The problem here is that what worries one reader will not necessarily worry another. Moving away from historical fiction for a moment, I once read a thriller in which a key element was that a computer memory stick that held a lot of data would be larger than one which contained very little. This is an error so egregious that it is difficult to understand how someone whose novels seem generally well based in the 21st-century could possibly have made such a mistake. However, I was able to overlook this and enjoy the book. My son, on the other hand, found this impossible to ignore and considers this book one of the worst he has read by that author. Returning to history, I recently read a book in which a sharpshooter in a British Napoleonic regiment wore a green jacket. Because this is something that I am writing about (in Burke at Waterloo), I am all too aware that the green jackets were not awarded to individuals within regular regiments but were worn by specialist rifle regiments. This was one of several details in this novel that left me feeling that the writer did not understand his period and that much of what he said had to be viewed with considerable suspicion. When, in the same story, someone threw fivepence (not five pennies) to a beggar, I decided he had pre-empted decimalisation by a century and a half and I almost gave up reading. Others, though, have praised the same book.

Personally, I like history in my books to be accurate. But I’m not a professional historian and, even if I were, I would not necessarily be writing about the period that I’m an expert on. I was very conscious when writing Burke in the Land of Silver that, as an English writer, I was likely to make mistakes with Argentinian history. In fact, Argentinian friends who have read the book have been perfectly comfortable with my interpretation of their history and I am delighted by that. I suspect, though, that they are being generous and that there are errors that they are not pointing out to me.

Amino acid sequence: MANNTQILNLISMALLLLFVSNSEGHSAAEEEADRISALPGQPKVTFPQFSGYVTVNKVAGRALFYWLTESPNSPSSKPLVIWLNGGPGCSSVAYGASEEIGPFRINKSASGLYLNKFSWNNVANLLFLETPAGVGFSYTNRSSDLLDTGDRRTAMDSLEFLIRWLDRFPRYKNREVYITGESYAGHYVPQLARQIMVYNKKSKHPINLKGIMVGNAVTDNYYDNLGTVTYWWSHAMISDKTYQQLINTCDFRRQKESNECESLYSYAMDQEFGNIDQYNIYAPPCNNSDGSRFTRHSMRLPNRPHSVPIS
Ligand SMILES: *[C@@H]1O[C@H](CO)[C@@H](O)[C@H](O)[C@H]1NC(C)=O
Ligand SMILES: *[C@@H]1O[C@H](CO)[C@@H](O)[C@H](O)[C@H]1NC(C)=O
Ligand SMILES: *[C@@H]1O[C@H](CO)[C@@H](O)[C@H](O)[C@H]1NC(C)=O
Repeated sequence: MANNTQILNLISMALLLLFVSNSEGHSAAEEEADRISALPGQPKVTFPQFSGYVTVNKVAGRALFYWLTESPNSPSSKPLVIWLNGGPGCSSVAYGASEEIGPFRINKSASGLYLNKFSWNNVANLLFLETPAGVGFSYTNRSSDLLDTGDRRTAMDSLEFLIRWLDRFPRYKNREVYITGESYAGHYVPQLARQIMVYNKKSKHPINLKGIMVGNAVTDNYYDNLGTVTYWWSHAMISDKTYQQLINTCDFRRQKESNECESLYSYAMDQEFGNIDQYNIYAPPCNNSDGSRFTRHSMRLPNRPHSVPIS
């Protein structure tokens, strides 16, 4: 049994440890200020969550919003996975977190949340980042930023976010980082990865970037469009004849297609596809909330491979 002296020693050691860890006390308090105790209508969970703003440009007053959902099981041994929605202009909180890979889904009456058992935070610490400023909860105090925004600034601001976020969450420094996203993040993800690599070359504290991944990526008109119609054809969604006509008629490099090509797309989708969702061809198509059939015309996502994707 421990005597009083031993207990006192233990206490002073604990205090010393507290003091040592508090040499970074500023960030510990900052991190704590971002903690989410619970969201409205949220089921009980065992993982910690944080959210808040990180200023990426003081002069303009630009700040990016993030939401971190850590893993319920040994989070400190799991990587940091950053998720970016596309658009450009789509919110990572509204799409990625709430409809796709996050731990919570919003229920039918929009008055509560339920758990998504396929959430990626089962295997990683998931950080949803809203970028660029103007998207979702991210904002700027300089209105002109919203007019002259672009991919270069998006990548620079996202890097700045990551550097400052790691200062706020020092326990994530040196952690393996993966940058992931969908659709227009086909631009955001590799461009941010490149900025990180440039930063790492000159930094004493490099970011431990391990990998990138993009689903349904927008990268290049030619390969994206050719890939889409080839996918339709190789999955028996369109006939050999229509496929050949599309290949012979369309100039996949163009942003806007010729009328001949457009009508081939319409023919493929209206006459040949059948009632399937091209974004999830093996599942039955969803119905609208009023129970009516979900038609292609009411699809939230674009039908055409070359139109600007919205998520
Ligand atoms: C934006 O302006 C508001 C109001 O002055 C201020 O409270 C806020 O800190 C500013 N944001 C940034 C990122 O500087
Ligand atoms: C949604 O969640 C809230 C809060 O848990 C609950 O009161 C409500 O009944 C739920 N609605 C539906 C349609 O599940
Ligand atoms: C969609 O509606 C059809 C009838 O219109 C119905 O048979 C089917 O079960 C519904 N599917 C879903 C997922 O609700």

Getting caught out in straightforward mistakes is something that I think most historical fiction authors do worry about. Fortunately I have an excellent editor who is very good at catching this sort of thing. For example, I had somebody using a Bowie knife in around 1807 which seemed perfectly uncontroversial. She pointed out that the Bowie knife refers specifically to a design by popularised by Jim Bowie who was not born until around 1796. That kind of thing can always catch a writer out and having a second pair of eyes, especially eyes that are familiar with the period, is really useful. Mistakes will still creep in, though. When I was researching the story of James Brooke for The White Rajah, I rather overdid my reading of contemporary source material and, as a result, I was able to pick up small but real mistakes in one of the definitive biographies of his life. Given that the biography was a detailed and well footnoted academic tome, I am sure that the writer would have been embarrassed at the error, but to suggest that anyone can write about historical figures in depth without having a single mistake is, frankly, unrealistic. To insist that my novels (or anybody else’s historical fiction) have no mistakes is just silly. Apart from anything else, if I checked every single “fact” in my stories, the stories themselves would never get written. In Cawnpore there is a reference to a regimental colonel. I searched for an online history of the regiment; I looked through the (very long) list of the names of the dead at Cawnpore; I read contemporary accounts; and I checked the definitive modern account. Hours later I still didn’t have the name. So you know what? I made one up.

I’m a novelist. I tell lies for a living. The best I can hope for is that the lies aren’t too obvious.

Festival of Military History

You’ll be hearing quite a lot more about this over the next few weeks. It does look like an amazing programme and there should be something for everybody with an interest in the subject. I’ll be there for all three days, though the panel I’m on is at the very end on Sunday afternoon. I do hope that some of you will be able to make it. Tickets are available at